Postuma, Ronald B
Research Institute of the McGill University Health Centre
Caffeine as a Therapeutic Agent in Parkinson's disease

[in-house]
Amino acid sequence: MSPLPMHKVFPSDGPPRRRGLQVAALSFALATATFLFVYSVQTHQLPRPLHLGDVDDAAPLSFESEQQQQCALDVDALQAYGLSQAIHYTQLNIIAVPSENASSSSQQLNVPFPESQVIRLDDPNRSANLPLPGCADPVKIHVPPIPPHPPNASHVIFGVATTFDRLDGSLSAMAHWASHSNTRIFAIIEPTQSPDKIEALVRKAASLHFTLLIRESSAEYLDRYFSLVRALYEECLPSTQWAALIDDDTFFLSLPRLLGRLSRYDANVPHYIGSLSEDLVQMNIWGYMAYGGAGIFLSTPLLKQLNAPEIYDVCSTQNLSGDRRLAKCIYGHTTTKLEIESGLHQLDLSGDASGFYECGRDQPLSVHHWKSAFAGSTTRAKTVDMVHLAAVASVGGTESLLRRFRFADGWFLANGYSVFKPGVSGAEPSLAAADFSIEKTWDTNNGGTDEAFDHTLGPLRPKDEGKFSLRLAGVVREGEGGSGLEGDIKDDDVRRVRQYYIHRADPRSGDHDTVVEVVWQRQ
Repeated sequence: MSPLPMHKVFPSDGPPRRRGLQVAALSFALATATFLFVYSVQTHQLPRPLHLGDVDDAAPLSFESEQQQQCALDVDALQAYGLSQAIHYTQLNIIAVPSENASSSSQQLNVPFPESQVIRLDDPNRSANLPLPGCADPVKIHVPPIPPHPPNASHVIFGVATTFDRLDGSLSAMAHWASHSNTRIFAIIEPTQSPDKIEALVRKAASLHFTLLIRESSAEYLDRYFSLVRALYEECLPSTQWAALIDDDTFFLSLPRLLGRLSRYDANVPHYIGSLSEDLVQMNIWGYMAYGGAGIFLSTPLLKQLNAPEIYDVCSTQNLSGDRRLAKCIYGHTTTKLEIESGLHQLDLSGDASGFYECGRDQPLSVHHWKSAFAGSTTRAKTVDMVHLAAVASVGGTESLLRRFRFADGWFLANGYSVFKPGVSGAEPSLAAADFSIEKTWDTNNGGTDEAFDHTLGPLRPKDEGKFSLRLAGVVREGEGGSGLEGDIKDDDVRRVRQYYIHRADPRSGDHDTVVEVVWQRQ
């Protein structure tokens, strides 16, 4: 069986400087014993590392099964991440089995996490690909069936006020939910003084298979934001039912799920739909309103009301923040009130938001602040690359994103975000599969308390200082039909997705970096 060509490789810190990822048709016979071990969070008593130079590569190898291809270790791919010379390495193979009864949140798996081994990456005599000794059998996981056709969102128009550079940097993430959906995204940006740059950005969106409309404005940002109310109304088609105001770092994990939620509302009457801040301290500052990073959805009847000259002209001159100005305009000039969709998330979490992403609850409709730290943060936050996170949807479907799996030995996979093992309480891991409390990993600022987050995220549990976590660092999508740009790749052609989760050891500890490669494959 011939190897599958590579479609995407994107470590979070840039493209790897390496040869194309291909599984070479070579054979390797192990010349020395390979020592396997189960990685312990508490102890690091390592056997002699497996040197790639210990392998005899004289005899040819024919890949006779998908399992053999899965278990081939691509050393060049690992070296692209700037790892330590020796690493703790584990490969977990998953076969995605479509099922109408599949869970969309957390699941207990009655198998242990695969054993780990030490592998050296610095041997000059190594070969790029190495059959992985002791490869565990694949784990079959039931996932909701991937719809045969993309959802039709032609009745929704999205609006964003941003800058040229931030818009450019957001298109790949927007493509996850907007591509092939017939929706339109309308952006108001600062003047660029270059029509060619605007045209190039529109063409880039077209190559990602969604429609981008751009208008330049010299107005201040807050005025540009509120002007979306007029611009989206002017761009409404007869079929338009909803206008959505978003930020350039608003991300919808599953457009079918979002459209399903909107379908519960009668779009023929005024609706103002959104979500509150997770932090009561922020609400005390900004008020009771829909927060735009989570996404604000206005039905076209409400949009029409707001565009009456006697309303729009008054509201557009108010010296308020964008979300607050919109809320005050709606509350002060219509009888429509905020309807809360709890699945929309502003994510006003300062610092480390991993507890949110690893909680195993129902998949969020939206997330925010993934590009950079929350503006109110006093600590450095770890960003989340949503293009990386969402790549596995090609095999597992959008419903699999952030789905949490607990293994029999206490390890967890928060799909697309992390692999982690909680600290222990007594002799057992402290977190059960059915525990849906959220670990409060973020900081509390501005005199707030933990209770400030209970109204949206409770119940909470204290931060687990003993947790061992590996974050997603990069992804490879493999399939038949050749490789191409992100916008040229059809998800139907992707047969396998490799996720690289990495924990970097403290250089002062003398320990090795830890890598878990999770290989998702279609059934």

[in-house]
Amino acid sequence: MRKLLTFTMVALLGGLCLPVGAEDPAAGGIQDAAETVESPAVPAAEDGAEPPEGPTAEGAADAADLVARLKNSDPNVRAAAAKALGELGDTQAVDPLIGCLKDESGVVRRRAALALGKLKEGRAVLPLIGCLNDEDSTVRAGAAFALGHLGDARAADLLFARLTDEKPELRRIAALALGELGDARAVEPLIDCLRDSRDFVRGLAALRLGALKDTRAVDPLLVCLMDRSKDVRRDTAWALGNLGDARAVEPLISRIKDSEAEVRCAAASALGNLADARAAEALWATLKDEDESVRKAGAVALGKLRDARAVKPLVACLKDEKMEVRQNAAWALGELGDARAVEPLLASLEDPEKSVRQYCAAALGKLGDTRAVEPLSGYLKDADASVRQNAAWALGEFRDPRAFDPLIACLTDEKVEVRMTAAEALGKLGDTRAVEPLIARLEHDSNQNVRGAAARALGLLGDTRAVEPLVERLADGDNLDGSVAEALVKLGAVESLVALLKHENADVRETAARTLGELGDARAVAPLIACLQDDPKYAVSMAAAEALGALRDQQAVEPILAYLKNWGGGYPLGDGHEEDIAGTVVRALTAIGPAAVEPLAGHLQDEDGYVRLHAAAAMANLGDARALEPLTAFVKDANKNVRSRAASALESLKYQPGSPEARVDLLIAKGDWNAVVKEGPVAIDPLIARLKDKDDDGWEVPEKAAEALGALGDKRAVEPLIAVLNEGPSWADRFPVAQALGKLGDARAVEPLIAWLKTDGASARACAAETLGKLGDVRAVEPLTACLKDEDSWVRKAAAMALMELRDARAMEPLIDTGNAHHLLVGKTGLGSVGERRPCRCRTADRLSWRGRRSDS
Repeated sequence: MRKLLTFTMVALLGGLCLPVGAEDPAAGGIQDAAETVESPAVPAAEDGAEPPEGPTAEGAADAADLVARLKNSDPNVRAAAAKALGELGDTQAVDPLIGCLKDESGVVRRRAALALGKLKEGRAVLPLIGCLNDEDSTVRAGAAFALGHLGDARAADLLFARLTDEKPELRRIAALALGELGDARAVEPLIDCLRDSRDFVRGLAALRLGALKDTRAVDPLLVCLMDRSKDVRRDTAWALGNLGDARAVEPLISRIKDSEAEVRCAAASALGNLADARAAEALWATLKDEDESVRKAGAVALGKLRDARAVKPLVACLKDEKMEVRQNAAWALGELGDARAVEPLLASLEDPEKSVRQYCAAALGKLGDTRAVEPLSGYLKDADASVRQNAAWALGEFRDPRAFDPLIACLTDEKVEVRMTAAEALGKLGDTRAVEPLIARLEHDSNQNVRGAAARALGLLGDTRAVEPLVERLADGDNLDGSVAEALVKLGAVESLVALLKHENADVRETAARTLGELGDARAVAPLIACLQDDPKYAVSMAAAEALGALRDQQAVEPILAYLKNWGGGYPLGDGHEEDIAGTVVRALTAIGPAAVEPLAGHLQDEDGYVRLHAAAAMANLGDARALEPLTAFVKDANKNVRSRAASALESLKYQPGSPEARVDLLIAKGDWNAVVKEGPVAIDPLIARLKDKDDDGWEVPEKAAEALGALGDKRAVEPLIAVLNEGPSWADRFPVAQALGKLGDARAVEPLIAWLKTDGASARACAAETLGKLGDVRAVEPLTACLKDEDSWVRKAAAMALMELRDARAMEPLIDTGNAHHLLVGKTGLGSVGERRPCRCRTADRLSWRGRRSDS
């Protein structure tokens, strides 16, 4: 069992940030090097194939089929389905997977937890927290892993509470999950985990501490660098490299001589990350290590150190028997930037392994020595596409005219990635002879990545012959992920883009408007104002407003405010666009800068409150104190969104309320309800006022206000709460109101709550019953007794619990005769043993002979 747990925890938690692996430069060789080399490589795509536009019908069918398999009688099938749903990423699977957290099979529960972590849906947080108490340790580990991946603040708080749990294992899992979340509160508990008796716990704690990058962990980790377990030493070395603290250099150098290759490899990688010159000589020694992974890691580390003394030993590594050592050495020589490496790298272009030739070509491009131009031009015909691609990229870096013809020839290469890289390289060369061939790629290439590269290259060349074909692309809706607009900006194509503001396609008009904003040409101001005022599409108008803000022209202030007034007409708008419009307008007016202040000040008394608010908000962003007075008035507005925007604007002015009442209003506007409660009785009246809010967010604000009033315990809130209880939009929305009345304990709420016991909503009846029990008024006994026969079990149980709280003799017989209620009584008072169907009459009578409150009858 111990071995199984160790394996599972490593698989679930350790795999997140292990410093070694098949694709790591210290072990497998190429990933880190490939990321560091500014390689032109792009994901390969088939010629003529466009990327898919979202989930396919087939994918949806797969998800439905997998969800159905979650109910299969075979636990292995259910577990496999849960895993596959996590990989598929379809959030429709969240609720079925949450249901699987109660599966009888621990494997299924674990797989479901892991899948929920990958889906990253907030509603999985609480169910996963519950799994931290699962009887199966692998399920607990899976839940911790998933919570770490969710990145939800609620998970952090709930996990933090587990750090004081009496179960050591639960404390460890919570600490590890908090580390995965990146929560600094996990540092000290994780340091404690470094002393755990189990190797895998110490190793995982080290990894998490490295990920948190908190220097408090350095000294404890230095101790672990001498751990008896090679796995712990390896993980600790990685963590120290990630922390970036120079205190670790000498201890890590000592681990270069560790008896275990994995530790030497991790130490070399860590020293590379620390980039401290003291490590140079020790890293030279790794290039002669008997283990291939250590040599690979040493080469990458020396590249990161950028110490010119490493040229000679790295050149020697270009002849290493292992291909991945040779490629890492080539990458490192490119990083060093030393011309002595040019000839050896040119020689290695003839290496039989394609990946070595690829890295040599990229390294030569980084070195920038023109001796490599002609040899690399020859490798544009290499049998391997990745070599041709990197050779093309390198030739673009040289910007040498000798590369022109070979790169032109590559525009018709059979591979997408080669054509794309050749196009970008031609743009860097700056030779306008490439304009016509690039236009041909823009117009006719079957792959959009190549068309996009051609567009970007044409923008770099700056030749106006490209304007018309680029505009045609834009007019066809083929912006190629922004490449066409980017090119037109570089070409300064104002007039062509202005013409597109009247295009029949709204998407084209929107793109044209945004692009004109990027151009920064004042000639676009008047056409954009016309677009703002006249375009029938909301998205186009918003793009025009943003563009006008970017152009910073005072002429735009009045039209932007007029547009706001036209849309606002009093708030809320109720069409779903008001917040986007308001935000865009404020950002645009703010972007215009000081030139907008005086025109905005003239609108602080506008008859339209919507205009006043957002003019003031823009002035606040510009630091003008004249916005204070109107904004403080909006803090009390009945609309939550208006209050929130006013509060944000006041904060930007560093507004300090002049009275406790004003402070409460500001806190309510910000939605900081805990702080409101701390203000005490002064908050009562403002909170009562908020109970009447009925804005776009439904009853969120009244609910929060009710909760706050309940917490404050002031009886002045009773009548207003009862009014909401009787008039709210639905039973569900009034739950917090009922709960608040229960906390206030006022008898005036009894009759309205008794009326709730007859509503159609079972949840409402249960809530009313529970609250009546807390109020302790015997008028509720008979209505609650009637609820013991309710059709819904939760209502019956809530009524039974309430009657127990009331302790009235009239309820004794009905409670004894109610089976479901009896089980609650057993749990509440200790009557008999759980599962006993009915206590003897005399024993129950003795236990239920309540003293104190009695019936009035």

Parkinson’s disease is a common neurodegenerative disorder in which patients experience progressive motor disability and many disabling non-motor symptoms. Recent studies have consistently found that people who do not use caffeine are at higher risk of developing Parkinson’s disease. This suggests that caffeine may have potential as a treatment for PD. To investigate this, we recently completed a trial where we gave PD patients caffeine. Although it was mainly focused on daytime sleepiness, we found a very interesting benefit on the motor manifestations of disease. There have been other lines of evidence that have suggested caffeine could be useful in PD. The question now is how useful can caffeine can be, and also whether it could even have long term benefits in PD. To test this, we are proposing a three-stage trial to assess caffeine. We will randomly give patients either caffeine 200 mg twice per day (about three cups of coffee per day) or a matching placebo. In the first six-month stage, we will hold medications constant, to see whether caffeine does have motor benefits. Then we will perform a four-year extension stage to define if the effects of caffeine persist (or even magnify), and to see if caffeine helps reduce dose of other PD meds and/or prevents their side effects. Finally, we will finish with a six-month stage in which we will place all patients on caffeine – this will allow us to assess caffeine’s use in later disease, but more importantly, will assess whether early use of caffeine produces long term changes beyond its immediate effects. If caffeine can be found useful for PD, it may have extremely important advantages, including low cost, established safety, and perhaps even long term neuroprotective benefits. Such an opportunity should not be missed.